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- Women in Security
In West Yorkshire, police and paramedics are joining forces to keep night-time revellers safe in Wakefield as part of a partnership between West Yorkshire Police and Yorkshire Ambulance Service. A police officer will accompany a paramedic in a rapid response treatment vehicle which will be deployed into Wakefield centre. The scheme, which is being supported by Wakefield Neighbourhood Policing Team, will continue each weekend until Christmas.
Sergeant Kris Greenwood, from Wakefield District Police, said: ‘‘The aim of the project is to put police and the ambulance service in the best position to be able to quickly help people who need emergency medical treatment. Having a police officer and a paramedic together in the same vehicle provides us with a platform to effectively deal with incidents by arriving at the scene together. This means police can establish a safe scene for paramedics to work and also prevents police officers waiting for a double-crewed ambulance to assess what are often minor injuries.
‘‘We are confident this simple but sensible scheme will help to relieve some of the burden on local accident and emergency departments as well as preventing officers waiting with injured parties at hospital. The presence of a police officer provides paramedics with the necessary support to deal with what can be violent, uncooperative and drunken patients. This helps to ensure the safety of the paramedic, the wider public and patients themselves. ’’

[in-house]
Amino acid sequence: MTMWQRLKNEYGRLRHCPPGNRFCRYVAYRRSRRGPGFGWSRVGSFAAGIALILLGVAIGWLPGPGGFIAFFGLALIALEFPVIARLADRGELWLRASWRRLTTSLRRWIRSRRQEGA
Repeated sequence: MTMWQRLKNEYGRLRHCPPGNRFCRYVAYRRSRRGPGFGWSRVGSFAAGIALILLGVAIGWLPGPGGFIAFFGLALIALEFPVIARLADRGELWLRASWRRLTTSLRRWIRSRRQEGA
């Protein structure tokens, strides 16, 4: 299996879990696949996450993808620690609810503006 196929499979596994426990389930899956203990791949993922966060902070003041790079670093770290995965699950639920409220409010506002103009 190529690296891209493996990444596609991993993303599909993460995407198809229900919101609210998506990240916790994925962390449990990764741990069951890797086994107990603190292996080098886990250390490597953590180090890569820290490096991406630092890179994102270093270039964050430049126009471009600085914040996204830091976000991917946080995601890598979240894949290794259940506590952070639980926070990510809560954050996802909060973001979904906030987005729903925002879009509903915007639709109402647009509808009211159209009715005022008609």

Stefan Frankowiak, Yorkshire Ambulance Service A&E Locality Manager for Wakefield, says the scheme is a win-win: “Unfortunately, a lot of 999 calls received in busy town and city centres on weekend evenings are alcohol-related and are usually for those who may have had too much to drink, fallen over, or got into a fight. Most of the time, these people only require treatment for minor cuts or bruises so the benefits of this scheme is that it allows the paramedic to treat patients at the scene with the reassurance that police are on hand to handle any difficult situations and keep public order.”
“People who are injured are seen quicker, the police have a paramedic immediately on scene, the number of unnecessary trips to the hospital emergency department is reduced and our ambulances are left to deal with more serious emergencies. This scheme makes for a really good partnership.”